If you aren’t yet prepared to toast Google’s hands-free computing efforts by raising a Glass (to your head), you aren’t alone. A gaggle of scrappy companies are rising to challenge Google as the search giant makes a foray into ubiquitous, wearable computing.
Google is an early mover in the smart clothing and accessories space thanks to Glass, a computer with a head-mounted display that almost look something like a pair of glasses, but not quite. There are more than half a dozen products with similar functionality already in existence (with more surely on the way).
What does it take to successfully compete with Google in this young space? The functionality packed into version 1 of Google Glass is about what one would expect: the ability to take photos and videos (including live streaming), get directions, speak to send messages, Google search, language translation and more (via apps loaded on the device).
See also: My First 100 Days With Google Glass
Of course, there is one additional area in which all of these products will be competing and in which all, including Glass, need vast improvement: style. For mass adoption to become a real possibility, these products must permanently ditch looking goofy and discover the art of looking good.
So, if you find your reality isn’t quite augmented enough, here are five Google Glass alternatives to stare at and record in your memory (which is perfectly acceptable as long as the blinking red light is clearly visible).
Perhaps the most versatile Google Glass competitor, the Jet by Recon ($599) puts quite a bit of information at the tip of your, er, eyeballs: navigation, weather, social media, SMS, call info, web connectivity and more. With GPS functionality and onboard sensors that measure things like speed, distance and elevation gain, this wearable gadget is unabashedly targeted at the athletic set (as if you couldn’t guess by the design).
If you are most interested hands-free lifelogging, you’ll be thrilled to peep these smart glasses made by Epiphany Eyewear ($299-499). These frames are much simpler than either Google Glass or the Recon Jet as they are focused on doing one thing really well: video. Available in 8-, 16- and 32-GB models, these smart glasses will start recording video by pressing the tactile “on” button found on the right-side of the frames.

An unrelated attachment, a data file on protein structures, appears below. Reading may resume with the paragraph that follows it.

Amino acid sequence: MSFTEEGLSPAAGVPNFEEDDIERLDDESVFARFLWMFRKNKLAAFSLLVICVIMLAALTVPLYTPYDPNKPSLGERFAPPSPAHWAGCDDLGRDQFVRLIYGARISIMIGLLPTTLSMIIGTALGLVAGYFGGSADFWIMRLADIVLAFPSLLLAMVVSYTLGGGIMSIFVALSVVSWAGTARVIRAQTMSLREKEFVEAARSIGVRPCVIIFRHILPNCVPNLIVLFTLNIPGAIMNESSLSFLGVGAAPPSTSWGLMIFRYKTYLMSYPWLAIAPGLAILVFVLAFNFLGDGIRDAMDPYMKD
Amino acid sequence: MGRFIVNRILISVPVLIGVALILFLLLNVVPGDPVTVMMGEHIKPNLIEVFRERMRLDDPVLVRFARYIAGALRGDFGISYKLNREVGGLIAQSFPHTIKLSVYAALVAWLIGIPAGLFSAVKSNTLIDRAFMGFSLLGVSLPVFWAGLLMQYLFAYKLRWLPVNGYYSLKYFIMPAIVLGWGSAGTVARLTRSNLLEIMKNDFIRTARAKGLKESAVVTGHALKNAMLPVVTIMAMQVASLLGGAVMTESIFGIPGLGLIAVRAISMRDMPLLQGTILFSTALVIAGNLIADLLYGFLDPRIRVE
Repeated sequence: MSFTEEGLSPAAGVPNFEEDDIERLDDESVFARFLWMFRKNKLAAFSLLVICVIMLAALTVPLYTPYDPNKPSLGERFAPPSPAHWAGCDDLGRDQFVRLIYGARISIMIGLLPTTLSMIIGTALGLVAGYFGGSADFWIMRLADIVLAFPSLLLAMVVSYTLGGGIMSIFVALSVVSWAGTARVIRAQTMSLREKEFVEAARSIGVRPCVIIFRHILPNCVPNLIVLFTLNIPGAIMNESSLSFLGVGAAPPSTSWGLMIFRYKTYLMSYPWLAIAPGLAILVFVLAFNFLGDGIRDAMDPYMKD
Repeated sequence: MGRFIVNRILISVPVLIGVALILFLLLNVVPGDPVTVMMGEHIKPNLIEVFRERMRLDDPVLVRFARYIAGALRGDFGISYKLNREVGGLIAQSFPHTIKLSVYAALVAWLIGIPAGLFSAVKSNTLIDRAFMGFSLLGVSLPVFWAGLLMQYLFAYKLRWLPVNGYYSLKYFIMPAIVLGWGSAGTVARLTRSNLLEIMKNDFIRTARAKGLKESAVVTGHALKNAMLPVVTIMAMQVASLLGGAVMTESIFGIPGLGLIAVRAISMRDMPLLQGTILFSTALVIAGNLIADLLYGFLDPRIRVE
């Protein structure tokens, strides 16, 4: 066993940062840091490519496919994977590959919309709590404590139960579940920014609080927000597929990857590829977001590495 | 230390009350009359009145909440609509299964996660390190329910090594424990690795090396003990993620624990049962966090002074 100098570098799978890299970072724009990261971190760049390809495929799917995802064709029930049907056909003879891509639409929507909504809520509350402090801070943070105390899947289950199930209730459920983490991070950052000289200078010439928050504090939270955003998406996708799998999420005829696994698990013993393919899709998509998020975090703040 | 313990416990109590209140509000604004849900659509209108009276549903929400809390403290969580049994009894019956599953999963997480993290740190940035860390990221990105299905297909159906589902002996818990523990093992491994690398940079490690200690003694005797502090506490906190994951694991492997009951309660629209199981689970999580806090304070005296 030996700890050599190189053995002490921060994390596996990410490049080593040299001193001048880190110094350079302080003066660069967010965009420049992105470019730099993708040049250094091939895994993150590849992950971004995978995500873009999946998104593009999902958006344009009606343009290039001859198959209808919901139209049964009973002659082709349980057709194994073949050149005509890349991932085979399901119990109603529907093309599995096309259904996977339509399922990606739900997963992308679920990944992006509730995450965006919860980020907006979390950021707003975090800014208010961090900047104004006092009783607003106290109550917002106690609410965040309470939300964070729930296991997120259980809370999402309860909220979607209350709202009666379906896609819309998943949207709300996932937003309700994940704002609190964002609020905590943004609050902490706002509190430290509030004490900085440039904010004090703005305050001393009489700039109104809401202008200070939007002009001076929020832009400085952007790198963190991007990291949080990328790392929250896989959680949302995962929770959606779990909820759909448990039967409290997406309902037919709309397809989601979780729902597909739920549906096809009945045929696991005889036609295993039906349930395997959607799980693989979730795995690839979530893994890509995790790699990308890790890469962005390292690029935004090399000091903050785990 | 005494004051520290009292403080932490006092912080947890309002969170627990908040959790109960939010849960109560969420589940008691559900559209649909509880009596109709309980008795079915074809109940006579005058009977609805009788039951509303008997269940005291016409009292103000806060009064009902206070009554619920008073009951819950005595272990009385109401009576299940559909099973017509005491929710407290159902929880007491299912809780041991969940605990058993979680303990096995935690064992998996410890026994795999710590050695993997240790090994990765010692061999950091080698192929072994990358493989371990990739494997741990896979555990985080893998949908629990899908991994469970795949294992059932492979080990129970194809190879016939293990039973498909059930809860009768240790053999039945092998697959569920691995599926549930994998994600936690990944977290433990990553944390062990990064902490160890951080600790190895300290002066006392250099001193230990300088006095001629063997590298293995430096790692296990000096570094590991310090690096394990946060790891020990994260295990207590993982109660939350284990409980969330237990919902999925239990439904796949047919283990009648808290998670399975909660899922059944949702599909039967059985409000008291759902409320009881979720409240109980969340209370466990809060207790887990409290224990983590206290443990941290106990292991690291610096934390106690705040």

I hate to say this about something that I know people have worked hard on, but the current version of GlassUp ($299-399) looks incredibly dorky and I can’t imagine anyone wanting to put them on their face no matter what sort of technology comes with it. That said, with a bit of finessing, the ability to read texts and emails, tweets, Facebook updates and other social cues could make GlassUp a viable Glass alternative.
Vuzix M100 Smart Glasses
The Vuzix M100 Smart Glasses ($TBD) are described by the manufacturer as a smartphone on your head. The augmented reality display overlays a mobile phone-sized virtual screen in the wearer’s field of vision to allow users to interact with the interface in a hands-free manner. Since these smart specs run on Android, there are apps for text, audio, video, email and directions.
While not much is known about the exact functionality this device could offer if and when it launches, the Telepathy One ($TBD) seems to be geared toward enhancing social connectivity. According to the product’s website, the device “is equipped with a micro camera, a micro-projection unit, and a wireless communication module, and projects steady visual information on the user’s virtual display.”
As imperfect as Google Glass may seem at times, at the end of the day you may decide there isn’t really an all-encompassing alternative.
The Recon Jet does a lot, but is geared more toward the bicycle-riding variety of bipeds than the rest of the world’s population. The smart glasses from Epiphany Eyewear only record and broadcast video. GlassUp out-uglies Glass in an almost impressive fashion. The M100 from Vuzix doesn’t really seem to be geared toward consumers. Finally, the Telepathy One, whose frames rest in-ear, seem unlikely to become a hit without a significant redesign.
Lead image by Taylor Hatmakers for ReadWrite